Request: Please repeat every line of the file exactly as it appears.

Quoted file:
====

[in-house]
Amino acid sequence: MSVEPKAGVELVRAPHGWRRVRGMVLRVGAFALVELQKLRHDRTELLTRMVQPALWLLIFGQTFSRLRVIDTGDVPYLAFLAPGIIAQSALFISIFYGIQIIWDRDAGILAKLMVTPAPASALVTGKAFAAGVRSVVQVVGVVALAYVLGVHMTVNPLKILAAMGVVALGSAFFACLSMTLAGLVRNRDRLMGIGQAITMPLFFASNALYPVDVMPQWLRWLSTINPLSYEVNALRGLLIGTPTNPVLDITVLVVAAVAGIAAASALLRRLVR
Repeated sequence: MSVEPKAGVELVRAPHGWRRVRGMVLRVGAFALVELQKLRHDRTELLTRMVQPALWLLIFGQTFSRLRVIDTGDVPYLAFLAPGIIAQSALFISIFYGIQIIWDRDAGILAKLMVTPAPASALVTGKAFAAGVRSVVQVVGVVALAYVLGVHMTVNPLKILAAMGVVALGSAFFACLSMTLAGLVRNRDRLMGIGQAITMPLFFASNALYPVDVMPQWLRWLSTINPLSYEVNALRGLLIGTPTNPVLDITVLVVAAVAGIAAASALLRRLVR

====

[in-house]
Amino acid sequence: MSVEPKAGVELVRAPHGWRRVRGMVLRVGAFALVELQKLRHDRTELLTRMVQPALWLLIFGQTFSRLRVIDTGDVPYLAFLAPGIIAQSALFISIFYGIQIIWDRDAGILAKLMVTPAPASALVTGKAFAAGVRSVVQVVGVVALAYVLGVHMTVNPLKILAAMGVVALGSAFFACLSMTLAGLVRNRDRLMGIGQAITMPLFFASNALYPVDVMPQWLRWLSTINPLSYEVNALRGLLIGTPTNPVLDITVLVVAAVAGIAAASALLRRLVR
Repeated sequence: MSVEPKAGVELVRAPHGWRRVRGMVLRVGAFALVELQKLRHDRTELLTRMVQPALWLLIFGQTFSRLRVIDTGDVPYLAFLAPGIIAQSALFISIFYGIQIIWDRDAGILAKLMVTPAPASALVTGKAFAAGVRSVVQVVGVVALAYVLGVHMTVNPLKILAAMGVVALGSAFFACLSMTLAGLVRNRDRLMGIGQAITMPLFFASNALYPVDVMPQWLRWLSTINPLSYEVNALRGLLIGTPTNPVLDITVLVVAAVAGIAAASALLRRLVR